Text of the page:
FARMINGDALE — A strip of property along Maine Avenue would have to be re-zoned by the state before the town can put a proposed Kennebec River Rail Trail parking lot and rest area there.

Code Enforcement Officer Bob St. Pierre told selectmen Wednesday that state-mandated shoreland zoning regulations apply to both the former Harrison property, which the town now owns, and the property next to it, which the town wants to buy.

Since both lots are in the limited commercial zone, the non-vegetated area of the two lots is limited to 20 percent of the total area, he said.

If the town wants to develop more parking spaces on the land, then the board must make a request through the State Planning Office’s Shoreland Zoning Division to re-zone the property from limited commercial to general development. That would permit between 18 and 21 parking spaces on the former Harrison lot and between nine and 12 parking spaces on the Goldych lot next to it, according to St. Pierre.

The Goldych property at 303 Maine Ave. is up for sale, with an asking price in December of $39,900.

In 2011, the town took ownership of the Harrison property next door and paid Sargent Corp. to demolish it while the southern end of U.S. Route 201 in town was being reconstructed.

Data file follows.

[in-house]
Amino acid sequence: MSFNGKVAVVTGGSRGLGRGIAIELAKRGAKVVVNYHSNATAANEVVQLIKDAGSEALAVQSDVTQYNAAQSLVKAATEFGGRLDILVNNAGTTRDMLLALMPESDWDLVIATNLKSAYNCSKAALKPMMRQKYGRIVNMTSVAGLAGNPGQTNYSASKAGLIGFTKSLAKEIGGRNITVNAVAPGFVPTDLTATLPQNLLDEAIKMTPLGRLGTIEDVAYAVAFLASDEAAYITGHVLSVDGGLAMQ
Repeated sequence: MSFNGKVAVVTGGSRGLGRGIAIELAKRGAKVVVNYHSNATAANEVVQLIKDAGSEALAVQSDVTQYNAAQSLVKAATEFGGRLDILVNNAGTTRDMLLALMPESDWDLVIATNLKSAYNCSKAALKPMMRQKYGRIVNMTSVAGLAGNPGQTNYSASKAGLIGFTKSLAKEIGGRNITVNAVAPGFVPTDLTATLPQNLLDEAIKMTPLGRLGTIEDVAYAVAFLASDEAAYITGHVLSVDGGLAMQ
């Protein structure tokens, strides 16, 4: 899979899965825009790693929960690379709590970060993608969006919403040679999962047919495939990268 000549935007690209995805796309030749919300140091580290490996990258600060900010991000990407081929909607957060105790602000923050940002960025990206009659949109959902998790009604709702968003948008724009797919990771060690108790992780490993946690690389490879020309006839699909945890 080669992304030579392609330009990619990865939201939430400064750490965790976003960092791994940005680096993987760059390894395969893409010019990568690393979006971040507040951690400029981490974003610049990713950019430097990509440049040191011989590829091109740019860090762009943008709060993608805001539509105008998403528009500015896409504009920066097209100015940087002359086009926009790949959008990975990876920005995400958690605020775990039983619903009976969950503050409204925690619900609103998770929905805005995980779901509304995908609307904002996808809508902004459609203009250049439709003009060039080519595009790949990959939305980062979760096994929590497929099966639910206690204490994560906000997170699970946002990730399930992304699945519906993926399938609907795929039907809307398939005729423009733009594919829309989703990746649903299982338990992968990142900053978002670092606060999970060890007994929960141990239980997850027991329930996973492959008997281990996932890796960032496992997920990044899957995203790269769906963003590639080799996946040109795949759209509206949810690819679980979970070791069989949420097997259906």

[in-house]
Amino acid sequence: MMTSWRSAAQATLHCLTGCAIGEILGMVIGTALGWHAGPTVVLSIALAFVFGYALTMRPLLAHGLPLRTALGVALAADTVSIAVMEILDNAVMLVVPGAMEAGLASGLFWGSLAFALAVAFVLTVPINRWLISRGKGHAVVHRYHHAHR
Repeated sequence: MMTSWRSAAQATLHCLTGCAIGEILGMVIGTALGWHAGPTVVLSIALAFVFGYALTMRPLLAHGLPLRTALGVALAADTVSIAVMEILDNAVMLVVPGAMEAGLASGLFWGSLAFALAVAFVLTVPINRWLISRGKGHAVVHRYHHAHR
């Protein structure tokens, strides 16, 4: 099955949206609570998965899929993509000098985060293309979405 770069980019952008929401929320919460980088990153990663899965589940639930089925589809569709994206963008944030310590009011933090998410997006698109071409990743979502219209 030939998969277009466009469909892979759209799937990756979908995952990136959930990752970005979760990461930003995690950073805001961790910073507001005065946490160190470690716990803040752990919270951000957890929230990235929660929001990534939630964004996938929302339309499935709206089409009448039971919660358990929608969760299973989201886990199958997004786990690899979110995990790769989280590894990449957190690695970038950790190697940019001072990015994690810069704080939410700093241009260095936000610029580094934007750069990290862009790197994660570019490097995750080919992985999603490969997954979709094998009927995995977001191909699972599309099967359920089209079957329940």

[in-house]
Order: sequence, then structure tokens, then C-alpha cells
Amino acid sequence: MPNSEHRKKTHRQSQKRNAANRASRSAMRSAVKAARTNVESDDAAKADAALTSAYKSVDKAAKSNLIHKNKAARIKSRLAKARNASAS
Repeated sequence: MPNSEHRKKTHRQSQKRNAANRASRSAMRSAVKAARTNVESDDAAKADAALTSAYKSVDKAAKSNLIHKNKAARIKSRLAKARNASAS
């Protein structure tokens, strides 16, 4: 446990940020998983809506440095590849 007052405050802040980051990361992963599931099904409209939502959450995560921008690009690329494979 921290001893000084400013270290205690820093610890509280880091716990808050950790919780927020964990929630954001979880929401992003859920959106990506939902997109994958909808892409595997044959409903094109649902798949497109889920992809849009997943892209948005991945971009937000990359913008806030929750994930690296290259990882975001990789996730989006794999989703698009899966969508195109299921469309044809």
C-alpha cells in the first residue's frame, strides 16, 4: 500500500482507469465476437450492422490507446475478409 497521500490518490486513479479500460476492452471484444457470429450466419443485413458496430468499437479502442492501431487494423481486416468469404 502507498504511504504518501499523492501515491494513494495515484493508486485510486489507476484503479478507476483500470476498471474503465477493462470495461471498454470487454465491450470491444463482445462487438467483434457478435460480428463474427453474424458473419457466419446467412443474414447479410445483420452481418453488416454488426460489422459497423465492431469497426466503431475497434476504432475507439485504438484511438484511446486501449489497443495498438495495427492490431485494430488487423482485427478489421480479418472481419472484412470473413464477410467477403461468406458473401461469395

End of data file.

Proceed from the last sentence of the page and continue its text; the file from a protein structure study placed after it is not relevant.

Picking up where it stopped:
The rail trail runs is sandwiched by the Kennebec River on the east side and U.S. 201 on the west side.

If the Goldych land purchase goes through, the town would own the property and give the Friends of the Kennebec River Rail Trail and the Board of Supervisors a conservation easement so they can build a storage shed, set up a picnic table and install a portable toilet at the site.

At the end of 2011, the Farmingdale Commons Committee had about $40,000 in pledged donations and estimated that it would cost another $17,000 to pay for the property and to complete the project.

The Commons Committee was formed several years ago in hopes of buying the Dragon Products Co. property on Pit Street, off James Street and Maine Avenue, to use as an access spot for the rail trail and recreation area.

Town officials were anticipating losing rail trail parking spaces and were looking for another spot for trail users to park.

That plan eventually didn’t materialize because of cost and environmental issues.


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